Sunday, July 31, 2016

How supreme is the Supreme Court?

In his endorsement of Donald Trump, Wayne Grudem's argument centered on the fate of the Supreme Court. He did a good job of detailing judicial policy if Hillary is elected. 

There is, though, a problem with that argument. What if Trump loses? Grudem doesn't offer any backup plan in that eventuality. 

Conservatives need to remind Americans that the Supreme Court doesn't enjoy unconditional authority. The very notion that 300 million Americans should automatically genuflect to whatever 9 (or simply 5) unelected judges dictate is utterly servile. Why would 300 million Americans allow 5 unelected judges to tell them how to live their lives? It's childish. Why should we be so obedient? 

I'm not suggesting that we should flout judicial rulings we dislike. My point, rather, is that when judges issue rulings that have no basis in the text, logic, or history of the Constitution, such rulings should be ignored. 

The only legitimate authority the judiciary has is Constitutional authority. The judiciary can't invoke Constitutional authority for rulings that have no basis in the text, logic, or history of the Constitution. That's just make-believe. Everyone is supposed to pretend that's a Constitutional right even though everyone knows it's not. Why play that game? Why go along with that transparent charade?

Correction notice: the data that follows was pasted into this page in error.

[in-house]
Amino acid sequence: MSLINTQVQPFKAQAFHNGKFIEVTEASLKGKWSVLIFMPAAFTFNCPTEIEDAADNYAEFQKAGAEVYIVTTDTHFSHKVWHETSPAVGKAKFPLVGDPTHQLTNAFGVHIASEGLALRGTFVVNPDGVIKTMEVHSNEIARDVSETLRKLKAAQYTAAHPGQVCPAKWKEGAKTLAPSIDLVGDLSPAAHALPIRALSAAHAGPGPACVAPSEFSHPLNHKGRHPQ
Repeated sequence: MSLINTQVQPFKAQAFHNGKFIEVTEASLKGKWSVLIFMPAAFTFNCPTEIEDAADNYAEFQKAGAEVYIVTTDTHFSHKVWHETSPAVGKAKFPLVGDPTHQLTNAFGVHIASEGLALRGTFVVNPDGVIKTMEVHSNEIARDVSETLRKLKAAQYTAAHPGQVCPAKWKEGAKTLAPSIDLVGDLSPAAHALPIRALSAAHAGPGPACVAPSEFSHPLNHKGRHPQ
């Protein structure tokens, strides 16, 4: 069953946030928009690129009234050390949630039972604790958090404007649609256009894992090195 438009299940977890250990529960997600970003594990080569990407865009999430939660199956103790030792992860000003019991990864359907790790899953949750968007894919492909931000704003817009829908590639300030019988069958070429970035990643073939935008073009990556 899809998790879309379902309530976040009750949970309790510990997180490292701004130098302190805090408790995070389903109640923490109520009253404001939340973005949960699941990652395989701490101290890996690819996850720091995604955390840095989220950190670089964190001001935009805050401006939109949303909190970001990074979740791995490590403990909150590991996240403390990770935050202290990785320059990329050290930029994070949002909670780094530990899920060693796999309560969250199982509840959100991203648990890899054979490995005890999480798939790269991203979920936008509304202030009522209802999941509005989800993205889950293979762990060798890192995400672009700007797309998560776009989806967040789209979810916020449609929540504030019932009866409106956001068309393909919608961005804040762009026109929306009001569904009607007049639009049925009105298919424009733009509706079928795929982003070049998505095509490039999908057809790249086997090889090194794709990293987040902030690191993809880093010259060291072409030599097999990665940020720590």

I'm not suggesting that individual Americans should buck the judiciary. That's a losing proposition. Rather, there needs to be mobilized resistance, especially among civil magistrates. 

A system of checks and balances is an honor system. It only works if the three branches play by the rules. If one branch refuses to abide by its Constitutional charter, that cannot be allowed to go unchallenged. In our form of gov't, we cede authority to the state on condition that the state respects the ultimate will of the public as expressed through its elected representatives or direct democracy (e.g. ballot initiatives and referenda). 

No comments:

Post a Comment